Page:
Since several people were offended by my last blog, I wanted to apologize to those "offendees" if my remarks felt insulting.
On the other hand, any conflict is an opportunity for growth, or at least for humor and so I encourage those offended to muster up their courage and come talk to me. I try to be sensitive, but like the offended, I too, often come up short and make mistakes.
We live in a system, both our home/work environment and our world that is crying out for help and solutions to thorny, complex and daunting problems. The opportunity here is to rise up (at least a little) from our ego perspective and see how any changes that we might be able to make within ourselves can be helpful to the growth of the whole.
So, I say to those who may have felt challenged by my remarks, bring it on. Let's see how we can help each other improve, so that the next time, when there is an inadvertent offense, we will be able to use it as an opportunity to achieve greater awareness and hopefully, laugh at ourselves.
Several years ago, Rochelle and I were apart of a group that produced a regular Sunday morning gathering. When we had our weekly meetings to organize the upcoming event, we made it a policy to deal with any conflicts that may have arisen during the week, especially interpersonal and intrapersonal ones. We had a motto: "Let the need lead."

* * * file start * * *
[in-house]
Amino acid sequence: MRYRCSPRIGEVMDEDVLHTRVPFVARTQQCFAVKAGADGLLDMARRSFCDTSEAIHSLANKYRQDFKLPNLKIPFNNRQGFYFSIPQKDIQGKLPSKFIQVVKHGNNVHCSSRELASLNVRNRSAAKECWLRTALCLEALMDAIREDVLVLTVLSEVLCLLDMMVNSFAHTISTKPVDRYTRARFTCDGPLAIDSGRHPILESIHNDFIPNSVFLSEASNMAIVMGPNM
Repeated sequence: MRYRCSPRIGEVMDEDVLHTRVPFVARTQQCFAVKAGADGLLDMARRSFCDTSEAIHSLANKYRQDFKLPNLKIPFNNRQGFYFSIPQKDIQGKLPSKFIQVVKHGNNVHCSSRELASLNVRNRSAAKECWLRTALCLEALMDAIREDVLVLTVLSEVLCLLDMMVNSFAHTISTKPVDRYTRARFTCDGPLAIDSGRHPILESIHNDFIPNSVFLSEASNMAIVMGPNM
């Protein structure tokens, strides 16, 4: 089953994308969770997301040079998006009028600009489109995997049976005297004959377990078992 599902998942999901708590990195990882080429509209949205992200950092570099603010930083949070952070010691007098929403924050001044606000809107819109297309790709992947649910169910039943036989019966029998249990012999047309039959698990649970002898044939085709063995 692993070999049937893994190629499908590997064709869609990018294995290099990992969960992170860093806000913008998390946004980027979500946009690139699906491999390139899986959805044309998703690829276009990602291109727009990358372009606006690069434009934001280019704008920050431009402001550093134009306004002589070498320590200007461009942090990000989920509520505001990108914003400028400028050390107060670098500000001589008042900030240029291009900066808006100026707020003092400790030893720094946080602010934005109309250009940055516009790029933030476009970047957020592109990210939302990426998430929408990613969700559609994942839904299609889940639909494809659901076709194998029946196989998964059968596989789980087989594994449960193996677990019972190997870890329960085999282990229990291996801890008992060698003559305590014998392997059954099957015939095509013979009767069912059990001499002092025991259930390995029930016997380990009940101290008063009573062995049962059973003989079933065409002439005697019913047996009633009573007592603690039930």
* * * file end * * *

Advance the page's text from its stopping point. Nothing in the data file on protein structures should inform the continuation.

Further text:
All too often, human beings resort to blame and self-judgement when mistakes are made and interpersonal communication breaks down and turns to misunderstanding and hostility. So, to help us manage these altercations, we developed a 4 part set of principles:
- Be willing to be honest.
- Be willing to express your needs
- Be willing to get off your position
- Be willing take responsibility for your own feelings (and not blame anyone else--more on those principles in future blogs)
These 4 tools have served us very well. Each one takes understanding and practice, but they really work. So, if you are one of the people who felt "judged" by me, come let's see where we were each coming from that led to our less-than-ideal behavior.
As the Urantia Book says, "You cannot truly love your fellows by a mere act of the will. Love is only born of thoroughgoing understanding of your neighbor’s motives and sentiments."
So let us seek to understand one another, and grow our "clothing optional" community into one that not only makes it safe to bare our bodies, but also, safe and important enough to bare our souls.